TITLE

Differences in the fungal communities nursed by two genetic groups of the alpine cushion plant, Silene acaulis

AUTHOR(S)
Roy, Julien; Bonneville, Jean‐Marc; Saccone, Patrick; Ibanez, Sébastian; Albert, Cécile H.; Boleda, Marti; Gueguen, Maya; Ohlmann, Marc; Rioux, Delphine; Clément, Jean‐Christophe; Lavergne, Sébastien; Geremia, Roberto A.
PUB. DATE
December 2018
SOURCE
Ecology & Evolution (20457758);Dec2018, Vol. 8 Issue 23, p11568
SOURCE TYPE
Academic Journal
DOC. TYPE
Article
ABSTRACT
Foundation plants shape the composition of local biotic communities and abiotic environments, but the impact of a plant's intraspecific variations on these processes is poorly understood. We examined these links in the alpine cushion moss campion (Silene acaulis) on two neighboring mountain ranges in the French Alps. Genotyping of cushion plants revealed two genetic clusters matching known subspecies. The exscapa subspecies was found on both limestone and granite, while the longiscapa one was only found on limestone. Even on similar limestone bedrock, cushion soils from the two S. acaulis subspecies deeply differed in their impact on soil abiotic conditions. They further strikingly differed from each other and from the surrounding bare soils in fungal community composition. Plant genotype variations accounted for a large part of the fungal composition variability in cushion soils, even when considering geography or soil chemistry, and particularly for the dominant molecular operational taxonomic units (MOTUs). Both saprophytic and biotrophic fungal taxa were related to the MOTUs recurrently associated with a single plant genetic cluster. Moreover, the putative phytopathogens were abundant, and within the same genus (Cladosporium) or species (Pyrenopeziza brassicae), MOTUs showing specificity for each plant subspecies were found. Our study highlights the combined influences of bedrock and plant genotype on fungal recruitment into cushion soils and suggests the coexistence of two mechanisms, an indirect selection resulting from the colonization of an engineered soil by free‐living saprobes and a direct selection resulting from direct plant–fungi interactions. We report four main findings. First, the two local S. acaulis subspecies exhibit differential soil abiotic engineering. Second, fungal communities beneath cushions of the two plant subspecies are largely different, thus related to genotype variability. Third, the differences are in part be explained by a differential soil abiotic engineering. Finally, this divergence is most pronounced for fungal species that tightly interact with plants including putative phytopathogenic fungi.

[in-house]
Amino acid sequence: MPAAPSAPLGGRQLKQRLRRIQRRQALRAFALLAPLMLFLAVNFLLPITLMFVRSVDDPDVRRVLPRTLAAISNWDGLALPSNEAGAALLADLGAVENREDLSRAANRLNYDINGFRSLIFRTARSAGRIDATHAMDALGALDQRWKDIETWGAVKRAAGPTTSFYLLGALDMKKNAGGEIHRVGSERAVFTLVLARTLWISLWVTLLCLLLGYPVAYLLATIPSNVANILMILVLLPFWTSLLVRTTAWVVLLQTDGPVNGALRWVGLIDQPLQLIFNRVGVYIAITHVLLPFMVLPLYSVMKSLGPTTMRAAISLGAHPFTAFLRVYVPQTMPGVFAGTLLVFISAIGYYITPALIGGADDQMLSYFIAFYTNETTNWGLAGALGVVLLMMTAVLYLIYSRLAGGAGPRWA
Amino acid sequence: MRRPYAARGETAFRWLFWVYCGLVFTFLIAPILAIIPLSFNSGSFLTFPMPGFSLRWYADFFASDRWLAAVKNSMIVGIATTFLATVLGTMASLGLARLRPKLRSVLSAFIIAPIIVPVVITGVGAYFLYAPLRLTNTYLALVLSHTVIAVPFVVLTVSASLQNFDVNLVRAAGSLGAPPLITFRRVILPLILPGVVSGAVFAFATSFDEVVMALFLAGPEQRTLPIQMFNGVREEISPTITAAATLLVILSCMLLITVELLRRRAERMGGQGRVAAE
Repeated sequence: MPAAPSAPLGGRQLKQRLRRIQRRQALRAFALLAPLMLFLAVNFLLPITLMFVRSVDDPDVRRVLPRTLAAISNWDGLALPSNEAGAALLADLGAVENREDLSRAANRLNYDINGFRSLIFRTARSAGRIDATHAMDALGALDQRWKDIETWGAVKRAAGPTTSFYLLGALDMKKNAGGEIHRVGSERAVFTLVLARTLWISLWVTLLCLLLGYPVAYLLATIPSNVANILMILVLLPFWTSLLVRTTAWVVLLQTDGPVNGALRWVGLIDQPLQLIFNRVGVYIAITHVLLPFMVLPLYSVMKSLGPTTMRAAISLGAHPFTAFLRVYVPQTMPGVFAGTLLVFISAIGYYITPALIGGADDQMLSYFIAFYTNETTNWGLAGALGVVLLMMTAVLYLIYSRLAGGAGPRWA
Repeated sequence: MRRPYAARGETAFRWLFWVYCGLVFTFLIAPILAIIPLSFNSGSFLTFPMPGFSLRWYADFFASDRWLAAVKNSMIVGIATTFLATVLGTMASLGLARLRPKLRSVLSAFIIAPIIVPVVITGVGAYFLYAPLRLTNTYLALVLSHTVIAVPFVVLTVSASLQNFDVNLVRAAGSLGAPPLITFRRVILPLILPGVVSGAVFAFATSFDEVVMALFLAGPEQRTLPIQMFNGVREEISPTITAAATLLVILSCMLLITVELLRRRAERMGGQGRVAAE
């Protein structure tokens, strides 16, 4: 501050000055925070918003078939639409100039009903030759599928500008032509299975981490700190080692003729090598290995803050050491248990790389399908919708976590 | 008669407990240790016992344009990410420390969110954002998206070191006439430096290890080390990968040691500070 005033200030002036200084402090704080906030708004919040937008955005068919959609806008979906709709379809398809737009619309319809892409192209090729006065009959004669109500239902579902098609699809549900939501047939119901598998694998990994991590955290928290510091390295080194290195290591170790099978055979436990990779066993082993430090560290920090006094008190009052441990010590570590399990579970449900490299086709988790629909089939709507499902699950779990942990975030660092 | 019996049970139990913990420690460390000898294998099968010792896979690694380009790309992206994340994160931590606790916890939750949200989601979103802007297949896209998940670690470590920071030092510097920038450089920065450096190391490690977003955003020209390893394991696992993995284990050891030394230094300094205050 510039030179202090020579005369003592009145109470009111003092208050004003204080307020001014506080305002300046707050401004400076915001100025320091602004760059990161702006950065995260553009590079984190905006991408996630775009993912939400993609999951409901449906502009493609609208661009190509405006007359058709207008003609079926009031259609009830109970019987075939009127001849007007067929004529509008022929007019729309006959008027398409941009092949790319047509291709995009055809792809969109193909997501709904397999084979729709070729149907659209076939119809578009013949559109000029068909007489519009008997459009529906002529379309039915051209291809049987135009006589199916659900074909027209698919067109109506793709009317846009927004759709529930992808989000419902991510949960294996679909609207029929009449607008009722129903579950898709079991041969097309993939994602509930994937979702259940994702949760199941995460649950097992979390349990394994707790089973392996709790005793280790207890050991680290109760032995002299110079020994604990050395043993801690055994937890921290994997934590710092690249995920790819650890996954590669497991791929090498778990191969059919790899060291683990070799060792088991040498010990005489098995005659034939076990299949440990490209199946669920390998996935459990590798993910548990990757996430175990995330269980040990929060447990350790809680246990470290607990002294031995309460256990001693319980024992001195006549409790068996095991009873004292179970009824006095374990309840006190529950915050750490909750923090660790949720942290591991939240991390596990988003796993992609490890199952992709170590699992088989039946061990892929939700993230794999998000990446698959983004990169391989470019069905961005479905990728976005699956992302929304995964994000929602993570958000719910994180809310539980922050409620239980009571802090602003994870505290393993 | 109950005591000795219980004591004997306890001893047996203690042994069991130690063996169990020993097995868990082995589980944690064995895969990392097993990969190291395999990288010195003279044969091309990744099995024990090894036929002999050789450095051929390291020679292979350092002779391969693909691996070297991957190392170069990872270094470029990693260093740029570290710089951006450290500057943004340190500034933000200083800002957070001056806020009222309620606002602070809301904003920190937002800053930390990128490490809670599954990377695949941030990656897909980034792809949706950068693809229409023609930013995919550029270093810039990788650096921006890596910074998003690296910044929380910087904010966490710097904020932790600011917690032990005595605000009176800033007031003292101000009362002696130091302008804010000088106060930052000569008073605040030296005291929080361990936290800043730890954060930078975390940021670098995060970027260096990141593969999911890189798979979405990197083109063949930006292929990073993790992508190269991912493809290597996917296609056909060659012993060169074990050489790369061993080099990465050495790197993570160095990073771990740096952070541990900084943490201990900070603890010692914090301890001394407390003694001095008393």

ACCESSION #
133708195

 

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